By Daniel J. Keys, Courtesy of Fine Art Views.com
As recently requested by some of FAV’s devoted readers, I’ve decided to share my experience of putting together a competent and effective artist’s portfolio intended to be presented to an art gallery.
Setting a standard for ourselves...
First, it’s imperative to understand that everything we do in our line of business must be completely professional, tasteful, and tactful whenever possible. There are just no excuses for unprofessionalism; the existence of so many business relationships, and whether or not they’ll remain advantageous to us, can at times depend entirely on what kind of impression is first made upon the recipient of our humble offerings (i.e. our business cards, brochures, portfolio, or photographic images of our artworks themselves).
Remember that your portfolio denotes not only your work, but also in particular what kind of person you are; and a sloppy portfolio can ruin your chances to be represented by a gallery.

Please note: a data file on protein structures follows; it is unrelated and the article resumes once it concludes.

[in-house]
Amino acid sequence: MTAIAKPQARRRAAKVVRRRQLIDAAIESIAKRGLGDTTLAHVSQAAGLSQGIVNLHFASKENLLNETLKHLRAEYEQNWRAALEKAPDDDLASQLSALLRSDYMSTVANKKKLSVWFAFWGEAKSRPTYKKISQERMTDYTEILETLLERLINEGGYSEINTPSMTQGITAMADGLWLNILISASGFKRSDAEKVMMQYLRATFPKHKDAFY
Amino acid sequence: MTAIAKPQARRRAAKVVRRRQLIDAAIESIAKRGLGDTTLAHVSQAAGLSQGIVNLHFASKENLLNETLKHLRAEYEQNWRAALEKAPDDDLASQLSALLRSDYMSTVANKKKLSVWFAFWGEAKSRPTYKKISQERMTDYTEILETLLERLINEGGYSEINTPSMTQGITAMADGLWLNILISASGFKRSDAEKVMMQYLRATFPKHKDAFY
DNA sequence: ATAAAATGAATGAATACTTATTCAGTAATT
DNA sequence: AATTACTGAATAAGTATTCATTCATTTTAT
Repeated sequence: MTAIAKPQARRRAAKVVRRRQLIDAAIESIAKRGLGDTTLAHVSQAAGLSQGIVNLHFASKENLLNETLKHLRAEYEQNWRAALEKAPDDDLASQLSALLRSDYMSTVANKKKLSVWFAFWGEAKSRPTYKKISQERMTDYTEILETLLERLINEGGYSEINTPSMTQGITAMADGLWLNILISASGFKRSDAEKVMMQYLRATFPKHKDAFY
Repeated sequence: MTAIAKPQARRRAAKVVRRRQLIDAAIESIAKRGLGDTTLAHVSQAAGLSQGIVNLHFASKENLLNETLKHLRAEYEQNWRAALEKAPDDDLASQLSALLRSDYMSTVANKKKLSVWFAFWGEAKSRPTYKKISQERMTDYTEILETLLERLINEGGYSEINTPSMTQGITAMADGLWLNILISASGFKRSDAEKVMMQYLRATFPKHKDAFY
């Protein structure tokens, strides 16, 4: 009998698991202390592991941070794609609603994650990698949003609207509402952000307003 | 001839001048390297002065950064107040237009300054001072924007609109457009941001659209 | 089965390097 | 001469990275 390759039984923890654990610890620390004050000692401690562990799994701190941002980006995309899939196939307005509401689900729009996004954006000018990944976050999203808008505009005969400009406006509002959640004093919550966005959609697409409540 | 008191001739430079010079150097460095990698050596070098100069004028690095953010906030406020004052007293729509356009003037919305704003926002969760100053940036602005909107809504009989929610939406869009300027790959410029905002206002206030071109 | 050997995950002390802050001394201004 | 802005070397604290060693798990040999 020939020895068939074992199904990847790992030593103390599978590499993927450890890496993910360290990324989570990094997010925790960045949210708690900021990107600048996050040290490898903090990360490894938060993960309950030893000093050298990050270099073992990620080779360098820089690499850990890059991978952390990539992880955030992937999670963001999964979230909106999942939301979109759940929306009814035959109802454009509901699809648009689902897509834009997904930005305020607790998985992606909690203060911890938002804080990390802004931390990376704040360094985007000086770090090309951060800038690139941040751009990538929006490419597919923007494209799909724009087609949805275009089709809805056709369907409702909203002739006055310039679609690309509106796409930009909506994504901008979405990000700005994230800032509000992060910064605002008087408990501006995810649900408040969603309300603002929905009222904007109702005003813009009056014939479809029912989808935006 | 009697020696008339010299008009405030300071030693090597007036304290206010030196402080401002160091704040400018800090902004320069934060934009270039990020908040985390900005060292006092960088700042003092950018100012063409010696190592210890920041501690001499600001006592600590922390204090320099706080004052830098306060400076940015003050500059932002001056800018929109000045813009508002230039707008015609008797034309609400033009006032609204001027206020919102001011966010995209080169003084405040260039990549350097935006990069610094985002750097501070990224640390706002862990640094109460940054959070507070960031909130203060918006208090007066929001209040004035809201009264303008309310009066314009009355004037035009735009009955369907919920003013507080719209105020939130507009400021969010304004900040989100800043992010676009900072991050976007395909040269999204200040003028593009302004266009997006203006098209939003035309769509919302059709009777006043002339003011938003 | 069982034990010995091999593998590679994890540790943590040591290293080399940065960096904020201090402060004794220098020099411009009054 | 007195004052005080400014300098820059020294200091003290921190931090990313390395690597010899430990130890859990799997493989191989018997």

Putting it all together...
1. Use a simple but professional looking binder
This helps to keep all of the portfolio’s contents neat and tidy, and make it easy for the gallery’s representatives to keep track of the materials enclosed at all times.
2. A good cover letter
A portfolio is our opportunity (and sometimes only chance) to make a lasting impression on a gallery’s selection committee. I’ve heard of galleries that have returned artist’s portfolios without ever looking through its pages because of how poorly written the cover letter was.
This letter needn’t be long, but rather state what’s enclosed in the package that this letter came in, who you are, and why you’re contacting this particular gallery. Be brief and to the point . . . view more at FineArtViews.com